A culture of openness and willingness to learn at Somerset children’s services has resulted in the authority moving from inadequate to ‘requires improvement to be good’.
Somerset children’s services has made “steady improvement” since the last inspection in 2015 when the authority was rated inadequate, Ofsted said.
“Services for children in need of help and protection, children looked after and care leavers, while requiring further improvement to be good, have improved from a very low starting point. Children who require adoption receive a good service,” said the report.
An experienced director of children’s services has engaged partner agencies to the improvement agenda. Too often, however, children’s circumstances have to be escalated to a senior level before effective action is taken.
While no children were found to be at immediate risk of harm during this inspection, the quality of practice remains variable and managers do not always challenge poor practice.
However, the turnover of staff and managers has been reduced and there has been significant investment in creating an environment that enables good practice to flourish. This includes smaller caseloads for social workers and increased frontline manager capacity.
Leaders have improved early help services and when children first need a social work service, the thresholds are clear and consistent, and children receive a timely and proportionate response. Decisions for children coming into care are appropriate and mostly timely.
There is good ‘edge of care’ work to prevent children from becoming looked-after and the authority is expanding this to support children returning home from care.
The quality of court work is good, although pre-proceedings work is less effective in supporting parents to understand concerns and what needs to change. Assessments are not always appropriately used to inform decisions about children who return home from care and, as a result, plans for a few children are not sufficiently clear about the support needed to sustain their return home.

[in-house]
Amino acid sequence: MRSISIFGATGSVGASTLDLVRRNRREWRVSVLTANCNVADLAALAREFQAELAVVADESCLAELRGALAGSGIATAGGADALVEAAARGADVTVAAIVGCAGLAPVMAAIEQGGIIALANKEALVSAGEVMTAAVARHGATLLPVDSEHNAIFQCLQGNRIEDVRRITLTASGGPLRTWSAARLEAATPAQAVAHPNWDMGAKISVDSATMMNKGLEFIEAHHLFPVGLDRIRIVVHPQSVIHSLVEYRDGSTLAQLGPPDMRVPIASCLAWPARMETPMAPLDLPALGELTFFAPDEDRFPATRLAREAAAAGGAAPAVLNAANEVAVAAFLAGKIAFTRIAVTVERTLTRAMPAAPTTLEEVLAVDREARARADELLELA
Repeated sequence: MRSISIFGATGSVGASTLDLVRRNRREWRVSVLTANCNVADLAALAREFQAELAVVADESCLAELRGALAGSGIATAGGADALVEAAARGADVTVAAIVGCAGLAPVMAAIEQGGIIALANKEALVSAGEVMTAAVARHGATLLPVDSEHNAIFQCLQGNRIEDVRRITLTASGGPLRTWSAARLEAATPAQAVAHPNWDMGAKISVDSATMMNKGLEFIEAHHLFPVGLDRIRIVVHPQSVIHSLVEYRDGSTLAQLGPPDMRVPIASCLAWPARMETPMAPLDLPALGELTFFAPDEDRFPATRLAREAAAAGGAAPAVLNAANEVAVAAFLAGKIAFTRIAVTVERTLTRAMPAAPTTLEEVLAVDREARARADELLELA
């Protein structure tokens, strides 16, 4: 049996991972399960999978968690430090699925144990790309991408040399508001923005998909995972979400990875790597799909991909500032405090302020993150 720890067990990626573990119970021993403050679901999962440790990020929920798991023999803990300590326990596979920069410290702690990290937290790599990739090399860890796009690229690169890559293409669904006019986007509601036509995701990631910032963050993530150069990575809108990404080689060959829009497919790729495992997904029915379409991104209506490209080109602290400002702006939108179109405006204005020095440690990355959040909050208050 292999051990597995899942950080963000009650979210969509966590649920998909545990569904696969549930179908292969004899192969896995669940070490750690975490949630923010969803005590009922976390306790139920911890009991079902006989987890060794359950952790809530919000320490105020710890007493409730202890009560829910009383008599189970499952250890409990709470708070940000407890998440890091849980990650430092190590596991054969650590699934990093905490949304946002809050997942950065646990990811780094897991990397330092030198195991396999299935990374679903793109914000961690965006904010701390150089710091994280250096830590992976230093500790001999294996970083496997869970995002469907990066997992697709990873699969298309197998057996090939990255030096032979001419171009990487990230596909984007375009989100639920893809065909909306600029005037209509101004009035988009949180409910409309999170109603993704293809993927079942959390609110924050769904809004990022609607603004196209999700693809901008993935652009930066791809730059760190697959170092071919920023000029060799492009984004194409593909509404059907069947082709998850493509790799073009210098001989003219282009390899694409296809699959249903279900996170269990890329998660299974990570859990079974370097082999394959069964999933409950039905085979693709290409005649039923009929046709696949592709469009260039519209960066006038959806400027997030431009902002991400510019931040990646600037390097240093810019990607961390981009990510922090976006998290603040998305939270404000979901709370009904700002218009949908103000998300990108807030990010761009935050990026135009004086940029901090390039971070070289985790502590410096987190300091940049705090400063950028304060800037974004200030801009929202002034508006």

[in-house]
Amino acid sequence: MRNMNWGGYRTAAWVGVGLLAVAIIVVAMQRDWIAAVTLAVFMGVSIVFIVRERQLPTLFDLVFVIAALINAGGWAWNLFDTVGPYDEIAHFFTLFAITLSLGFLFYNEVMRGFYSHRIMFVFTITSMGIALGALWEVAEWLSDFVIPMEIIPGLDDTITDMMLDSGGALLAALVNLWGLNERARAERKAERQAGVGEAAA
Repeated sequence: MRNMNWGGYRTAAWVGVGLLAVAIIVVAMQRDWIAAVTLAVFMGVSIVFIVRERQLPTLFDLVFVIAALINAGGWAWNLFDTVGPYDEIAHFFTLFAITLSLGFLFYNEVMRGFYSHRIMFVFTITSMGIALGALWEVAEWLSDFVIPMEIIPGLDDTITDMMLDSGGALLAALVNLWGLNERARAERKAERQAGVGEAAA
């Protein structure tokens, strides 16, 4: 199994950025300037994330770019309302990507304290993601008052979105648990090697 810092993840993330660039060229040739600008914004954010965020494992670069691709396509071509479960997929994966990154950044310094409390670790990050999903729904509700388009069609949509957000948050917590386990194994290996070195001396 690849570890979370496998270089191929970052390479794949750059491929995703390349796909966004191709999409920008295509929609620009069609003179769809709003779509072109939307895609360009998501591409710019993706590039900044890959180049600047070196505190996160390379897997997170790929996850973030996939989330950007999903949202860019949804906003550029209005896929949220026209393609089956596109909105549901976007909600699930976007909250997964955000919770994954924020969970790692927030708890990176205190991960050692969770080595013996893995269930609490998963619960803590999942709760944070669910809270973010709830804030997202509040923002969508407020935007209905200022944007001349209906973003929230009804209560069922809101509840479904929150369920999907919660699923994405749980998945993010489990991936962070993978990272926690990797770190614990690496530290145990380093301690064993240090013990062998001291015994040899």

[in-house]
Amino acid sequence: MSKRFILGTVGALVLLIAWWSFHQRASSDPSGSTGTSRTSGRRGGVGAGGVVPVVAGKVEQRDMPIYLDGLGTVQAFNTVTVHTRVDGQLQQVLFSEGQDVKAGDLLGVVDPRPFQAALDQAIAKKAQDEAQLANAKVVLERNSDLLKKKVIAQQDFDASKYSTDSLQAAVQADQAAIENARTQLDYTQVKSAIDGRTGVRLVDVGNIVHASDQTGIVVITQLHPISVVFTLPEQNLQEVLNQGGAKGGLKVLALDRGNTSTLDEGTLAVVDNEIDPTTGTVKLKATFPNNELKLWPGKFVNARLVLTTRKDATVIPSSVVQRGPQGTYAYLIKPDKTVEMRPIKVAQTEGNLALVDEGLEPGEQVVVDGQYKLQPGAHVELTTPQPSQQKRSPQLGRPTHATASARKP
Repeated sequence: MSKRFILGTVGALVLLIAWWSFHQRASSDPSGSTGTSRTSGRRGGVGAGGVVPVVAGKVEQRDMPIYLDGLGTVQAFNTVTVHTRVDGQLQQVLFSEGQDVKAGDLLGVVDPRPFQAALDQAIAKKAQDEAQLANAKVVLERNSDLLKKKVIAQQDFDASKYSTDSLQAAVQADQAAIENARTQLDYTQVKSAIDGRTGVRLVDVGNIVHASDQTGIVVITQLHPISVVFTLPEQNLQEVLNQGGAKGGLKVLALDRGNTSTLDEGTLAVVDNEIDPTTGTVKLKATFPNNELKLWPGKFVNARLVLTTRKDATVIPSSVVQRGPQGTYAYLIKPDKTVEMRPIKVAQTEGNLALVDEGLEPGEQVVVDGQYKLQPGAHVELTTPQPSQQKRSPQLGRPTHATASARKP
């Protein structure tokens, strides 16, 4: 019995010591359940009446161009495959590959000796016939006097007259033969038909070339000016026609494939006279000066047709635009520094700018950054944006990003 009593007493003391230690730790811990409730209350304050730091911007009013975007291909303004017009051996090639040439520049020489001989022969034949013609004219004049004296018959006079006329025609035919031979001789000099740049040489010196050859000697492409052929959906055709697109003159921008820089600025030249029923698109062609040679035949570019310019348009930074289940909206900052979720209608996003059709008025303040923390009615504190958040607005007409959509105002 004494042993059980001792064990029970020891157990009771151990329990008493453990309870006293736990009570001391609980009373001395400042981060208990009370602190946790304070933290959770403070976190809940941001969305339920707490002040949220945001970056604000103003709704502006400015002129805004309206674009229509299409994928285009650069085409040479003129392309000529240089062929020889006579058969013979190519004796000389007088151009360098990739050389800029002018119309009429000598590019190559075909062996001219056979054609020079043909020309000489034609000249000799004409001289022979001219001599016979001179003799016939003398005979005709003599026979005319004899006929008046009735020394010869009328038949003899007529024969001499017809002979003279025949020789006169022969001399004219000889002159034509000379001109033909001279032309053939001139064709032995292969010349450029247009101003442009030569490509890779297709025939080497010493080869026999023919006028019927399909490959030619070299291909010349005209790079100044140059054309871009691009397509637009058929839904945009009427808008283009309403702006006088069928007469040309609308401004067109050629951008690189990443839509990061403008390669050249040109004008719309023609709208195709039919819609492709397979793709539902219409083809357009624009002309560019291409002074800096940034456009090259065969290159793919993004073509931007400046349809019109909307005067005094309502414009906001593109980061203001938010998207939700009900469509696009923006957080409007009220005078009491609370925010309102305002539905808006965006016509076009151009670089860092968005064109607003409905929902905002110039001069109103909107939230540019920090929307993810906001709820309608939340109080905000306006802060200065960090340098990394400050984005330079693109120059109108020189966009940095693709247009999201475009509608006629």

Children looked after do not always achieve their full potential, and the quality of personal education plans is not consistently good enough. Health assessments for children take too long.
Inspectors highlighted that responses to children experiencing sexual exploitation are effective in reducing risk for individual children, but the quality of return home interviews for children who go missing from home or care does not contribute to good risk analysis.
Adoption services are good and timely, and include effective use of fostering for adoption for a wide range of children.
“While the local authority has been successful in ensuring that basic practice standards are met, and that children are safe, it recognises that it must increase capacity in the senior leadership team so that the current pace of change is maintained and accelerated further. This reflects the scale of improvement required since the last inspection,” the report concluded.
The report makes 13 recommendations including:
Leader of the Council, Councillor David Fothergill said: “We have the ambition for Somerset to be rated by Ofsted as not just ‘Good’ but ultimately to be rated as ‘Outstanding’.”
“We have put a lot of resource and effort into this and these improvements are a tribute to our fantastic staff. Of course, safeguarding children isn’t just the Council’s responsibility and we will be looking to continuing to improve the way that all the organisations in Somerset work together to achieve this.”
Diane Wills is Consultant Social Worker at WillisPalmer, responsible for quality assuring the forensic risk assessment reports.
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